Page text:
Internet health information searches about to get much easier

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Hypochondriacs can rejoice (well, alright, a lot more than just hypochondriacs)! Searching for health information of all kinds will soon be much simpler and more organized thanks to the efforts of a number of small and large internet companies that are creating web portals designed to sort and reduce the clutter often found when using common search engines like Google, according to a Wall Street Journal report this week.
           
The timing for such developments is ripe, as a reported 79 percent of internet users hunt the internet for all types of health related information, according to a recent investigation by the Pew Internet and American Life Project nonprofit research organization.
           
There have been a number of buyouts and other deals as numerous companies position themselves to offer the public solutions to their health information web searching woes: WebMD Health purchased eMedicine; Revolution Health Group recently acquired several start-ups, WSJ reports.
           
One of the most troubling parts of searching the net for health information is the clutter, but also the reliability of the information you find. And of course there is the danger of users actually making medical decisions based on information solely found on the web. No web portal will be able to take the place of a physician, but these new services are taking several strategies to at least reduce the mess and point you in the direction of what are believed to be credible sources.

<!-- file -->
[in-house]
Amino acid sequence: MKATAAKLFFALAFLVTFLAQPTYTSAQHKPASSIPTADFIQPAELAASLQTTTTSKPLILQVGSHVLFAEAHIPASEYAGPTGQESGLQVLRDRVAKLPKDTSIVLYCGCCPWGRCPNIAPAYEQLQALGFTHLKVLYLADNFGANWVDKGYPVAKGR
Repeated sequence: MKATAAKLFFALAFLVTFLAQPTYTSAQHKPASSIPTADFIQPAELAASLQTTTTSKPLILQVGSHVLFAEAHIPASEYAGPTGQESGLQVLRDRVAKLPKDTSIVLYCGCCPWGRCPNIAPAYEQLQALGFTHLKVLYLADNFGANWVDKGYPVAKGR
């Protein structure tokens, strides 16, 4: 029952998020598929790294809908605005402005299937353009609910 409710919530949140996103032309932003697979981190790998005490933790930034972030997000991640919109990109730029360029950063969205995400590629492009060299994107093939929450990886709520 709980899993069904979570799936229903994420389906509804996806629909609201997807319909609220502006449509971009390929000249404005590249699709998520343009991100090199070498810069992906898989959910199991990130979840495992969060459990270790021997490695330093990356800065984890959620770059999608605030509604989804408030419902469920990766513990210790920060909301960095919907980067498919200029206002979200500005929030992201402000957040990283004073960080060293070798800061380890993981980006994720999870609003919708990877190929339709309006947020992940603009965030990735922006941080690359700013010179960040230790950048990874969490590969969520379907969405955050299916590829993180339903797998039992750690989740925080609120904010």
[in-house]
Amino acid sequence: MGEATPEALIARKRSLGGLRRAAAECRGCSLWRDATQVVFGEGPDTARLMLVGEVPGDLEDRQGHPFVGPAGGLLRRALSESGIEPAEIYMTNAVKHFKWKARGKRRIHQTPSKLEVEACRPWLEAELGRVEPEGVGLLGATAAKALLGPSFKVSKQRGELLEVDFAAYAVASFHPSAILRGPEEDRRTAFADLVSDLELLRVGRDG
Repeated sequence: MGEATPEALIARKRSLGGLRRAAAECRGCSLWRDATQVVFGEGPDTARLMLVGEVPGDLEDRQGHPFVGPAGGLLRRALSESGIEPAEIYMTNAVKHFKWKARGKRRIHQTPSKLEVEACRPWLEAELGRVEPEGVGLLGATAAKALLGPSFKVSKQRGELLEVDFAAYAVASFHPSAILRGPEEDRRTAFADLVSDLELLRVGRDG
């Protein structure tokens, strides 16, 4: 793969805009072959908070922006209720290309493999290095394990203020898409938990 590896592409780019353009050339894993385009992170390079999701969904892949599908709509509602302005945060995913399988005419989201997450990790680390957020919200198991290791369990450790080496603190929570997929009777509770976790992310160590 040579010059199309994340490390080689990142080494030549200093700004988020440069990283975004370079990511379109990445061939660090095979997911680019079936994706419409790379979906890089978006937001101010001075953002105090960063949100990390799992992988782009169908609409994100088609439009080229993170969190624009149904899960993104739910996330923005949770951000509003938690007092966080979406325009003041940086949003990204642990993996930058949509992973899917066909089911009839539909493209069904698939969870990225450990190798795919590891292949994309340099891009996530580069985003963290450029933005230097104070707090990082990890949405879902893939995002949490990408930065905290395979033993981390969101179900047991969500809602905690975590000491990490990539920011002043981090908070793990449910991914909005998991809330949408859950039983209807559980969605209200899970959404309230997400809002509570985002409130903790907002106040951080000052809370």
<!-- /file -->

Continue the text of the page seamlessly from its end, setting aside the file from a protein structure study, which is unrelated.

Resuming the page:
Some of the new web tools are making an effort to organize the data produced via a search into relevant categories or provide results for reports written by physicians associated with the search engine provider, making links as ‘credible’, or pointing users to specific types of sources such as medical journals or government sites.
           
Most of the sites are taking another approach to searching in general, called ‘vertical searches,’ which is a type of searching configuration that yanks relevant data from previously selected sites designated by the search engine.
           
This opportunity is not being ignored by the big boys of search engines, namely Google that is said to be contemplating a move to facilitate health-related searches. Though Google has not announced any specific plans, the company seems to have established a ‘Google Health’ division to evaluate the potential of the market and what its technology can bring to the table, the WSJ reports.

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